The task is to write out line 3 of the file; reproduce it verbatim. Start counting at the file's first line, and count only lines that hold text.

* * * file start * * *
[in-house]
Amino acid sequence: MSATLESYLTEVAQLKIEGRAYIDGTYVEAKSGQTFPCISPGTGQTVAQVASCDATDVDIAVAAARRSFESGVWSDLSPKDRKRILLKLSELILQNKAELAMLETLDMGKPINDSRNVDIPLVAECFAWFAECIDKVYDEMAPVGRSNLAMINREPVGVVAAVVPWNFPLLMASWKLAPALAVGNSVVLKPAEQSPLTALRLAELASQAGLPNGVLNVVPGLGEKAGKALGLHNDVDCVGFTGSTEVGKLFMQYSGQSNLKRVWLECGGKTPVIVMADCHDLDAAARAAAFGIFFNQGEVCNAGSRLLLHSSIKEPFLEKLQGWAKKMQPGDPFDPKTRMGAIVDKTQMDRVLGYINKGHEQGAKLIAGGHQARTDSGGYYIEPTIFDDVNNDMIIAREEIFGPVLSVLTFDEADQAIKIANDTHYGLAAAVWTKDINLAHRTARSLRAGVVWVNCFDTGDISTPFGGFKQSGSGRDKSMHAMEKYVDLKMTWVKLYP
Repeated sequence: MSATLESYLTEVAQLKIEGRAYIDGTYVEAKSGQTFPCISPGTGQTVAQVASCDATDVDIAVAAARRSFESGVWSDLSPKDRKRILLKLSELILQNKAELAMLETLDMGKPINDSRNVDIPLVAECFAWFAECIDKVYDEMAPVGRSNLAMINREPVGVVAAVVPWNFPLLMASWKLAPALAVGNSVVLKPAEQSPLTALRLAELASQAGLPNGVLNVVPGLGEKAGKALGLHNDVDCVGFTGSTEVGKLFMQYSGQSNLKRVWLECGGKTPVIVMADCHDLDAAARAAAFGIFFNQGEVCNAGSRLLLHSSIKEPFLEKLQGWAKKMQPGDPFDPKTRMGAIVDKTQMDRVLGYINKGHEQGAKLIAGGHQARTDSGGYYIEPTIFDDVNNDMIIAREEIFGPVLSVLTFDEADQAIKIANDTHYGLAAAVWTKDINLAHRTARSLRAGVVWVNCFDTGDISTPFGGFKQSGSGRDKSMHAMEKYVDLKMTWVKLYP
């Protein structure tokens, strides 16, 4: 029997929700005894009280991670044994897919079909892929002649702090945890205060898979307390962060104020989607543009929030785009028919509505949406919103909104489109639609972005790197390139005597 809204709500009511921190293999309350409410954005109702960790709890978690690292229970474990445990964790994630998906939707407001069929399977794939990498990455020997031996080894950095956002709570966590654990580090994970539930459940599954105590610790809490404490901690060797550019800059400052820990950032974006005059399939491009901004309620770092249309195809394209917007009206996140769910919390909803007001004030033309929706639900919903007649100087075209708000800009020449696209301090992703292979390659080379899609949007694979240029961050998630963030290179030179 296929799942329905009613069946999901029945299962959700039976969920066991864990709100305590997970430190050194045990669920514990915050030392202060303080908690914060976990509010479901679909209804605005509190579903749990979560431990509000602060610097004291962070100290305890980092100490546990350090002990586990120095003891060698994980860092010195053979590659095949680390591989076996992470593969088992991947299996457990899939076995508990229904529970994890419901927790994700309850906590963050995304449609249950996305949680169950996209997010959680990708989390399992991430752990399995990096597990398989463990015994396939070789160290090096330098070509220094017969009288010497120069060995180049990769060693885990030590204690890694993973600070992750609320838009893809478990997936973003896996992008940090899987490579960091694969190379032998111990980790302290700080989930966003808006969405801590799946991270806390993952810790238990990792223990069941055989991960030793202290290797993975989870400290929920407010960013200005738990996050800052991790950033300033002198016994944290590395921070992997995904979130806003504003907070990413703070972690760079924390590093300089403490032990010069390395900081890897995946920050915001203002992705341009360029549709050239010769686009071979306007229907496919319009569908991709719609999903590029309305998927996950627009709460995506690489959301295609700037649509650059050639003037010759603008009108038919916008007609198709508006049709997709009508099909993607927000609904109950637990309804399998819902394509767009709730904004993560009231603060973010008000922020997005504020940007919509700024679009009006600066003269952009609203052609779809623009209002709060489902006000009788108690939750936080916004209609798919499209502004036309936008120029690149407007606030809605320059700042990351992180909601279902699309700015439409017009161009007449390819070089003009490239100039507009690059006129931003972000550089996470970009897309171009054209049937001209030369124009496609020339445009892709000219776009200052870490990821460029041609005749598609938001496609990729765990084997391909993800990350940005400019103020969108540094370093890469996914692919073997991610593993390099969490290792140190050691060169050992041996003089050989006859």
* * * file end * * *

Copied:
Repeated sequence: MSATLESYLTEVAQLKIEGRAYIDGTYVEAKSGQTFPCISPGTGQTVAQVASCDATDVDIAVAAARRSFESGVWSDLSPKDRKRILLKLSELILQNKAELAMLETLDMGKPINDSRNVDIPLVAECFAWFAECIDKVYDEMAPVGRSNLAMINREPVGVVAAVVPWNFPLLMASWKLAPALAVGNSVVLKPAEQSPLTALRLAELASQAGLPNGVLNVVPGLGEKAGKALGLHNDVDCVGFTGSTEVGKLFMQYSGQSNLKRVWLECGGKTPVIVMADCHDLDAAARAAAFGIFFNQGEVCNAGSRLLLHSSIKEPFLEKLQGWAKKMQPGDPFDPKTRMGAIVDKTQMDRVLGYINKGHEQGAKLIAGGHQARTDSGGYYIEPTIFDDVNNDMIIAREEIFGPVLSVLTFDEADQAIKIANDTHYGLAAAVWTKDINLAHRTARSLRAGVVWVNCFDTGDISTPFGGFKQSGSGRDKSMHAMEKYVDLKMTWVKLYP